A Coach's Choice: To Critique...Or to Coach
By Darren Fenster
Growing up down the Jersey Shore and still calling the Garden State home comes with some incredible benefits. Our people are as passionate as they come. Our nature is no-filter, Instagram worthy. Our Italian delis are to die for; our bagels, unmatched. And don’t even get me started on our pizza. But one of the greatest parts about living in such close proximity to New York City actually has nothing to do with food: our sports talk radio is second to none.
Whether it be heading into work and listening to Boomer Esiason, sitting in traffic on the way home listening to one of the two Mikes (Francessa or Kay) screaming out of your speakers, or any of the countless on-air personalities in between, it is clear that the Tri-State area is home to more Monday Morning Quarterbacks per capita than anywhere else in the world. Who knew there were so many out of work NFL offensive coordinators and Major League managers in one region of the country?
But for as entertained as I am when hearing these self-proclaimed experts dissect every move by every coach and every player in every sport, there is a very related element of coaching that takes on a similar sound.
Our ability to coach begins with our ability to evaluate. But evaluating without coaching is simply critiquing. And we’ve all done it. We are coaches, not critics.
I watch far more baseball than I’d like to admit… it’s a problem.
If Spring Training is my personal equivalent to the ball dropping in Times Square, then the MLB Postseason is my Christmas. There is no better baseball than October baseball. For the entire month, I am routinely glued to my couch, watching every game possible with the eyes of both fan and coach. And if the Red Sox happen to be playing, you can add screaming at my television to the norm in the Fenster house. I would be lying if there weren’t times where I’ve said either aloud or to myself, “what the heck is he THINKING?!”
Even with watching as often as I do, I am still amazed how entire seasons and championship runs can be made- or broken- with a single pitch. But by seeing year after year the power of one play , I have learned as a coach that there isn’t anything that should ever be taken for granted on the field and work hard to emphasize the minute, intellectual details of the game as much as I coach the game’s fundamental skills in the players that I work with. Still to this day, the game continues to teach me.
A title may be won in part because an outfielder throws the ball to the correct base to keep a double play in order. The winning run may score because of the anticipation of a below average runner who goes from first to third. A rally may be thwarted because of a heady pitch sequence that records a key strikeout. These thinking plays, when done over and over, become winning plays.
Without question, players who truly know the game and constantly think the game are players who will help win games. But over the past few years I’ve noticed a very disappointing trend: those players are few and far between. And you know what I did when I first noticed it? I became a critic.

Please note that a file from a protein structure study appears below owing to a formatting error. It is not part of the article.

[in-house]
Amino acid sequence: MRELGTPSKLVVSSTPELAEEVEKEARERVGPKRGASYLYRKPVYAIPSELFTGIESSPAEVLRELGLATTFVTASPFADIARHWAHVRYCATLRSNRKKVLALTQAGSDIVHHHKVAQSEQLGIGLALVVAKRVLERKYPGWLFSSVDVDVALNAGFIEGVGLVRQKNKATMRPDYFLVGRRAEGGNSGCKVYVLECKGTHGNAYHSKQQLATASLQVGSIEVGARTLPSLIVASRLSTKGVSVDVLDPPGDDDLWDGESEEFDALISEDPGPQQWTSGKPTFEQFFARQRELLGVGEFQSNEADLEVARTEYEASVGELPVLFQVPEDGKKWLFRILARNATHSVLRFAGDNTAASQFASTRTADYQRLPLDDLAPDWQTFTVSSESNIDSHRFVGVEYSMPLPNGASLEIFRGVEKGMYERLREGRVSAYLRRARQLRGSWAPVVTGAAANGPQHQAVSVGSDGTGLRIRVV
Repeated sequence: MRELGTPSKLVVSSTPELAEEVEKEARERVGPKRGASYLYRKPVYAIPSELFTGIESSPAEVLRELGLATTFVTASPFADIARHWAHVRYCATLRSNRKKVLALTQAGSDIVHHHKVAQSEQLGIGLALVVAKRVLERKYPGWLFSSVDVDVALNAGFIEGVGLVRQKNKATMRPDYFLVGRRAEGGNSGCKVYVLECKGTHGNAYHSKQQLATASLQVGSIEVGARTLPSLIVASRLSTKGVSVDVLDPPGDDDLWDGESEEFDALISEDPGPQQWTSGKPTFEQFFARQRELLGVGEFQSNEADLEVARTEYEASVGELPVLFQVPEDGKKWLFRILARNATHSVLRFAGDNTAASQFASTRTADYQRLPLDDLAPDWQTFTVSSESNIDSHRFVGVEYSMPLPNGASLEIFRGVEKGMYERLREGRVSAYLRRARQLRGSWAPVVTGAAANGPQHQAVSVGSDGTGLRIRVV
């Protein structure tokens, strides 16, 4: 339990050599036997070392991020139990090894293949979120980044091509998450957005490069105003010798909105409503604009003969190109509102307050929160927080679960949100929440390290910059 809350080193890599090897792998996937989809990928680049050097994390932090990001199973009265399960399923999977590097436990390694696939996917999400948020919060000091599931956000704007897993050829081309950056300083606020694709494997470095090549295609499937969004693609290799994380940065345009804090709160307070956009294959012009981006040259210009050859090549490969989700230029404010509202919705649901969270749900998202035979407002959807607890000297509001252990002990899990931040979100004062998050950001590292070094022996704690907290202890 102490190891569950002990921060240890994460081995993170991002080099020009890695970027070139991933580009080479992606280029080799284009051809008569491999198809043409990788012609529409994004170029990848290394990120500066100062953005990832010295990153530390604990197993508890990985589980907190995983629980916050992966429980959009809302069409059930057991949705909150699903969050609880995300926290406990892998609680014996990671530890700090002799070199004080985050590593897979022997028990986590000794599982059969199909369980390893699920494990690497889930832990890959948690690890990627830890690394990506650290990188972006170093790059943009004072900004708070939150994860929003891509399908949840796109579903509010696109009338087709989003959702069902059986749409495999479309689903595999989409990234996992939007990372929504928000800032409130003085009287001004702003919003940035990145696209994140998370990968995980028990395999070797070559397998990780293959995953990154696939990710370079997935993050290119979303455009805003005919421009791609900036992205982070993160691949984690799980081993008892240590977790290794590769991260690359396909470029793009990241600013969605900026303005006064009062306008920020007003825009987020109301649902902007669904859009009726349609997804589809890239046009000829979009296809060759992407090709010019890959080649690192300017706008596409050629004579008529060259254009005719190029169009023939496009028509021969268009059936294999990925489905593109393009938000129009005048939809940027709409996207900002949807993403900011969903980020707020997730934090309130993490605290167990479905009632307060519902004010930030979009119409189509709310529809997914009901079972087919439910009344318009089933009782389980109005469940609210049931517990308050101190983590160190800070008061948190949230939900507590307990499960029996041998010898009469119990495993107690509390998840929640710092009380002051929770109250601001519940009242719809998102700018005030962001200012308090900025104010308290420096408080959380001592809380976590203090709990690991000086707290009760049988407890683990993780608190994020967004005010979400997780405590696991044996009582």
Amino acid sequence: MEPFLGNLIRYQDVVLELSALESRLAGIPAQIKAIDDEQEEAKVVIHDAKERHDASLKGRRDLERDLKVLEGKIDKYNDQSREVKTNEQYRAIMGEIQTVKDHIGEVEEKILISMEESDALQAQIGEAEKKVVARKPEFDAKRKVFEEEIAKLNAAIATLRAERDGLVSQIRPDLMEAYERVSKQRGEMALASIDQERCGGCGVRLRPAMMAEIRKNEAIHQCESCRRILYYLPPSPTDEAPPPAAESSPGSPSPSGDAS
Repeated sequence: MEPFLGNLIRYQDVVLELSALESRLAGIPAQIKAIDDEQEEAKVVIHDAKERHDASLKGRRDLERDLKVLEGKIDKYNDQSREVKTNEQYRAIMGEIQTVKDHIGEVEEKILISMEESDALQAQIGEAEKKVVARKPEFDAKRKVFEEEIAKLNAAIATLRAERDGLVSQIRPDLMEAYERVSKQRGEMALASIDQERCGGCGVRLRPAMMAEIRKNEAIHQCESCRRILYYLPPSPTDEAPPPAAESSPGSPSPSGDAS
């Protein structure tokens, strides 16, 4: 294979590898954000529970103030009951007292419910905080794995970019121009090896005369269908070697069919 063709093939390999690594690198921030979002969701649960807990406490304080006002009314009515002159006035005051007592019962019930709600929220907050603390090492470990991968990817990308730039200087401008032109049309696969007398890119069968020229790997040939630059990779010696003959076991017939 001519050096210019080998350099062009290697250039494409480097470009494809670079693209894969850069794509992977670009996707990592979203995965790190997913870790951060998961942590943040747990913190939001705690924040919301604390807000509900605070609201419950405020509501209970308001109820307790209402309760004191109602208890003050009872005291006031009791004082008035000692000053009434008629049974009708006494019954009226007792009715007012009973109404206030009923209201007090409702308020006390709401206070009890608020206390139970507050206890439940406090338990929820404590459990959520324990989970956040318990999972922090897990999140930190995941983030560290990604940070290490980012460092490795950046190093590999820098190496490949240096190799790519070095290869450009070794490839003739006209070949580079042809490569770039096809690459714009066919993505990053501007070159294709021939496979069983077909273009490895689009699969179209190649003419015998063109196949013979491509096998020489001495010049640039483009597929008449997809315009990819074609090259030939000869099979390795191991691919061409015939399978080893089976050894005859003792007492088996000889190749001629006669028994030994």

“He doesn’t think.”
“No game sense whatsoever.”
With every one of my comments lacked any actionable solution. For a short time, in addition to those many moments on my couch, I had become that perfect caller for sports radio with all the answers. I had become great at pointing out everything that they DIDN’T do well. That approach to coaching can become toxic really quickly.
Today’s generation is as talented a collective group of baseball players as the sport has ever seen. Pitchers are throwing harder than ever. Hitters understand their swings more at 18 than I did at 28. Our industry’s focus on training has taken our players’ talent to levels we have never seen before, and they only continue to get better.
But for as good as they are, they still need us. They need to be coached, not critiqued.
In these moments when I initially saw the direction the game was going in, I had a choice. I could let the frustration get the best of me and criticize all that these players weren’t doing (like we all have done at some point) or I could do my job, and coach them to help them get better.
To the hitter who didn’t think in the box, the solution was to teach the value of an approach and how that approach could be developed simply by watching the game from the dugout. For the outfielder who had no idea where to throw the ball relative to the situation of the game, the solution was to help them understand in simple terms which runner is the most important and why. And for the baserunner who essentially liked to run until somebody tagged him out, the solution was to show the risk versus reward in decision-making on the bases.
When you focus on the problem, the problem endures. When you focus on the solution, the problem goes away.
Even for coaches at the highest level of the game, no players are perfect; they all make mistakes. And for anyone with a competitive bone in their body, those mistakes can often bring upon a physical reaction that angers and irritates us. Problems don’t go away when we complain about them; they dissipate when we intentionally work to fix them with a solution. We get to choose exactly what course of action to take. Choose to live up to your title. Choose to coach.
Darren Fenster is a contributor to the USA Baseball Sport Development Blog, and is currently the Manager of the Portland Sea Dogs, the Double-A affiliate of the Boston Red Sox. A former player in the Kansas City Royals minor league system, Fenster joined the Red Sox organization in 2012 after filling various roles on the Rutgers University Baseball staff, where he was a two-time All-American for the Scarlet Knights. Fenster is also Founder and CEO of Coaching Your Kids, LLC, and can be found on Twitter @CoachYourKids.